The easy answer is that they haven’t really hidden him, and we do have a major elevation–at least one–to prove it.
There is a reaction brewing against priests saying Mass with the Eucharistic elements in full view. Most often the discussion is framed by urging the people and the priest to face the same direction when praying the Mass. To that I usually reply if the altar is between the priest and people, they are facing in the same direction: toward the Lord. Toward Christ is the only direction that matters.
My sense of the change in altar practice after Vatican II was not so the presider could perform for the faithful, as is erroneously suggested. Vatican II argued for more intelligibility in the liturgy, more understanding of it. The problem with ad orientem worship is that the priest obscures the sightlines for the Eucharist. It contributes to a sense of secrecy, a kind of creeping magical gnosticism. The secrecy isn’t good for liturgy; in fact, it damages what the Church tries to accomplish in liturgical formation.
It may be a particular problem for the West today, as much as we associate visually more than experientially. But consider the multiplicity of elevations over time: the faithful wanted to see. “Seeing is believing” is overworked as a cliche, but it contains an important truth. Human beings most often receive God through the senses, sight being the foremost of them.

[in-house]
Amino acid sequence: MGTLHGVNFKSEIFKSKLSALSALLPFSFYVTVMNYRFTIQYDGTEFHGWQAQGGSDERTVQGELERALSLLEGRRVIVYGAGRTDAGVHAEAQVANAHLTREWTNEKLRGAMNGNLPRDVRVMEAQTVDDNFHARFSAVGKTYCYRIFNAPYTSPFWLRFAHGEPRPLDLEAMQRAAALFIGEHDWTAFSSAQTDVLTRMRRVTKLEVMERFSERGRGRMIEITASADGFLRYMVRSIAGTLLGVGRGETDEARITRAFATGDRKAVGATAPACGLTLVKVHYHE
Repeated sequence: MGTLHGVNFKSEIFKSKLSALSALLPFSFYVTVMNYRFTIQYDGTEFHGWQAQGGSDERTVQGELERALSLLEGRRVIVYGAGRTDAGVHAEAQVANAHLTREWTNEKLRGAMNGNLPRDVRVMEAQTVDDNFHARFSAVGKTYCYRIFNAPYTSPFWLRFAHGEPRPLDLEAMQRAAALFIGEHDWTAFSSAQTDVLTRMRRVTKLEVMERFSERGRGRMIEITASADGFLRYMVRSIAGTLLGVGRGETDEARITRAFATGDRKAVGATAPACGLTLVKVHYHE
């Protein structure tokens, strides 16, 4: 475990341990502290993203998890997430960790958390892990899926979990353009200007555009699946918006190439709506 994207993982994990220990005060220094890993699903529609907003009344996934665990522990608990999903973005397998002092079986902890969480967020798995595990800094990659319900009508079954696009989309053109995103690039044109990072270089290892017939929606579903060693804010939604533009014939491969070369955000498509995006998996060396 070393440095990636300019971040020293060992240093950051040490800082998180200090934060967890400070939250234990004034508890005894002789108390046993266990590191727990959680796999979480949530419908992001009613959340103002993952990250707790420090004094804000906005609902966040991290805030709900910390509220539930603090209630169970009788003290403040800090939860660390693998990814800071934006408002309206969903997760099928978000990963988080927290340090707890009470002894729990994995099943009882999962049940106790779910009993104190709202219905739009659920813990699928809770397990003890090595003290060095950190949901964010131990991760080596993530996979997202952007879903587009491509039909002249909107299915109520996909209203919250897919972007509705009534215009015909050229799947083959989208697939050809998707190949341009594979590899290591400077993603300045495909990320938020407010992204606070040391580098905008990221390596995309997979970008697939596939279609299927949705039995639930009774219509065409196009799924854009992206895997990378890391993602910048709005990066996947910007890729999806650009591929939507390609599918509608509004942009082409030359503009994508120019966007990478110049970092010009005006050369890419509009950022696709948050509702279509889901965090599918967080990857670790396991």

That said, I can accept that in communities with a deeply intentional spirituality: religious life, TLM parishes, for example, ad orientem worship may be a viable option for Mass. Speaking for myself, it wouldn’t matter that much to me were I to visit or join such a group.
I wish we could put to rest the false notion that non ad orientem facilitates performance. Any priest with poor presidential skills, awkwardness, or ego will draw attention to himself, no matter what the liturgy looks like. One only has to browse through the image sections of any traditionalist liturgy site and take a count. How many images of clergy, usually in very fine vestments? How many of the church architecture? How many of the people? How many full images of the whole Mass?
I can say that in almost forty years of Catholic worship, I don’t pay attention to the priest when I’m praying the Eucharistic Prayer. I focus on the Eucharistic elements, and I’m glad the clergy are behind the altar and out of the way. That’s how most Catholics see it.